Many of the professions represented at the White House's primary care roundtable have important supporting roles within their areas of expertise, but they are not trained to address "a large majority of personal health care needs" or provide comprehensive and coordinated care of the whole person. That is, they simply are not primary care clinicians as the IOM (and ACP) would define it. Advanced practice nurses in some states might meet the IOM's definition, but their skills and training are complimentary--not equivalent--to those of primary care physicians, a topic that ACP discussed at length in our position paper on NPs and primary care. PAs meet the definition, but only when teamed with a physician.

I don't think there was anything wrong with the White House reaching out to different professions. Much of the discussion focused on common ground issues, like the need for coordinated teams that recognized the different skills that each profession can contribute, and for workforce policies to ensure we have enough professionals--physicians, nurses, PAs, and others--with the necessary skills.

But it is important that policymakers not lose sight that primary care is not something anyone can do. It requires an internist or other highly trained clinician who accepts personal responsibility and accountability for addressing a large majority of personal health care needs and developing a sustained partnership with patients, with an emphasis on coordinated, comprehensive and continuous care.

Today's question: Do you think primary care means the same thing to the different health professions?


Todd Staub said...

As the health care system shifts incentives toward primary care, it will be important that we defend a complete and accurate definition of primary care. The IOM attributes that you describe are essential - first contact, comprehensive, continuing,integration, access, sustained partnerships, social context. Thanks for reporting to us on the roundtable at the White House.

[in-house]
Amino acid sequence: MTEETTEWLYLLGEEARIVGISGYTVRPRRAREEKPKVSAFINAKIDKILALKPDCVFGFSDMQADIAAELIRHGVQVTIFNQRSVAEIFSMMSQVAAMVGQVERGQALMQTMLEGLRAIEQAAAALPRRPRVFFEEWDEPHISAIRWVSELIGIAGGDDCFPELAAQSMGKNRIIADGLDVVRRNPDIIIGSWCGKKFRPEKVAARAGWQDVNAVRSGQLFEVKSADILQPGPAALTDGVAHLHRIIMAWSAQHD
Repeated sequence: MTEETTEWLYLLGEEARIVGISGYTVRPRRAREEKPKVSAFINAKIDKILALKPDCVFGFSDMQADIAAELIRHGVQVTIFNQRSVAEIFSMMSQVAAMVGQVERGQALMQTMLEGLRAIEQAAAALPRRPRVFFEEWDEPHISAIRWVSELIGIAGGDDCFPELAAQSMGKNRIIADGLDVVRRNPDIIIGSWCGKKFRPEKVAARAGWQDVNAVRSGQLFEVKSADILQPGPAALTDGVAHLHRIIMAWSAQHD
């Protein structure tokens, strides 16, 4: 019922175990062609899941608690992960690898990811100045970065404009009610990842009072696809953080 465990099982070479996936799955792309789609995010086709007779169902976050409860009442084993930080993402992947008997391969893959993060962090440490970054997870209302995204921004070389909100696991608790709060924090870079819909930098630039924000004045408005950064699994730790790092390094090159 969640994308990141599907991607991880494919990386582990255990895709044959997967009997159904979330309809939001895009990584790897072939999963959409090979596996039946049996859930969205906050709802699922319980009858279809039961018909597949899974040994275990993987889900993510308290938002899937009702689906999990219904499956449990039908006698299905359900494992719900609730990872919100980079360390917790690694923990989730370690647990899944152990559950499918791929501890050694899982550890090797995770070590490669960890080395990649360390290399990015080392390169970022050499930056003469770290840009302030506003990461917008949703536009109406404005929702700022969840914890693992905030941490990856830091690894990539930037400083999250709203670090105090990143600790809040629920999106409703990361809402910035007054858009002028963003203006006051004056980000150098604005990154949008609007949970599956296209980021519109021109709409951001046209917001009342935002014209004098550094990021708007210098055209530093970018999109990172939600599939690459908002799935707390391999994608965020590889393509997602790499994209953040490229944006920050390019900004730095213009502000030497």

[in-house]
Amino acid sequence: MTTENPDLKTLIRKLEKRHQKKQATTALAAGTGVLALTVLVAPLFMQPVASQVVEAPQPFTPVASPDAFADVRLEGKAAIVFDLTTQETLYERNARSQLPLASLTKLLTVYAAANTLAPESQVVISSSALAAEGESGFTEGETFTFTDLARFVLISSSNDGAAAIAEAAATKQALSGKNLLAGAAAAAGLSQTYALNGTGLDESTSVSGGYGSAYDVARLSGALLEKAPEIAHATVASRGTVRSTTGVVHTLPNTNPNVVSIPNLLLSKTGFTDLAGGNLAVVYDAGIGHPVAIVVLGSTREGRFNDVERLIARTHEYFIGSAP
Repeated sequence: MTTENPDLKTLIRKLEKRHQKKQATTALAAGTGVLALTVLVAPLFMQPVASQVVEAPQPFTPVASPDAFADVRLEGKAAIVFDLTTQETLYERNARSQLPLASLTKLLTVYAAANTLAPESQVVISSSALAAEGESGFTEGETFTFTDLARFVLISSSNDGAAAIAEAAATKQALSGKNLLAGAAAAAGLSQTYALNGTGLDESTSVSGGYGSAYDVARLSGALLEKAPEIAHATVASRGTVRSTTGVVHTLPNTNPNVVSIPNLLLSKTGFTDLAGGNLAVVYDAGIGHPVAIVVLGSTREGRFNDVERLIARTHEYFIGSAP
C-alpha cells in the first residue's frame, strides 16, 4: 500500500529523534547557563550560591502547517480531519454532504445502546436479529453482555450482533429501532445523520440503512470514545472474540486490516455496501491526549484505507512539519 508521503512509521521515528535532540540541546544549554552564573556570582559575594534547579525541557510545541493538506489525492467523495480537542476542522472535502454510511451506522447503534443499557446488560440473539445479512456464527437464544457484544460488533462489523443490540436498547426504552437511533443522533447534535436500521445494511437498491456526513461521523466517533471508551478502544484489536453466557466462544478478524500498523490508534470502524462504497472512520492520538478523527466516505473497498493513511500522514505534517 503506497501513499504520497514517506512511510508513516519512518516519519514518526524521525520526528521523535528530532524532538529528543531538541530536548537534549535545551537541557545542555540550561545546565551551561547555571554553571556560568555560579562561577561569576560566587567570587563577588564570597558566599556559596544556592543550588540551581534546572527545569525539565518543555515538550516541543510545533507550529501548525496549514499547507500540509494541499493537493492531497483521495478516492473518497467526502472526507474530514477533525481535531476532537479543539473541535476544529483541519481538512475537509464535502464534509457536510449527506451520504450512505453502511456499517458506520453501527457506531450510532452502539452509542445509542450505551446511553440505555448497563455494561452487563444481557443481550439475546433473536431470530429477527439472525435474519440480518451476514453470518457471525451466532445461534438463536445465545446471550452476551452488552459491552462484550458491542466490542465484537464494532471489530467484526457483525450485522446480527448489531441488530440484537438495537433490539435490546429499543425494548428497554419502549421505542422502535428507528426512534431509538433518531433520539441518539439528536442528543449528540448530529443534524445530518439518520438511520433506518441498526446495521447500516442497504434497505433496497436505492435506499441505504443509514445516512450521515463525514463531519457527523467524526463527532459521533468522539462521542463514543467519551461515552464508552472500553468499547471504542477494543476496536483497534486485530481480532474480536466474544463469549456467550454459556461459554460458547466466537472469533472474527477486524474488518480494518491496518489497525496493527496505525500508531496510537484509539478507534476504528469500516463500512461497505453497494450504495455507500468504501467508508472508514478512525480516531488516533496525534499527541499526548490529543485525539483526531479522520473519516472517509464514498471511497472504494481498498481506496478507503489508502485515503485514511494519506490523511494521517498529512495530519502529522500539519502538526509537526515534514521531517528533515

Steve Lucas said...

Primary care does not mean the same to different health providers, nor does it mean the same to the general population. I, like many patients, am willing to accept a nurse or PA/NP as my primary care giver if they solve my problems and listen to my complaints.

Pharmacist are often our only source of information concerning prescribed medication and the underlying issues associated with disease management. Psychologist/social workers often become the only medical contact for those dealing with multiple medically induced issues.

While I see the value in having a physician involved in my personal care, often the physician is not there to support me or answer my questions. In many offices the real contact takes place between the nurse and the patient, not the doctor and patient.

Doctors need to raise their profile in the primary care setting, not try to demean those who are filling in the gaps we, as patients, so often see.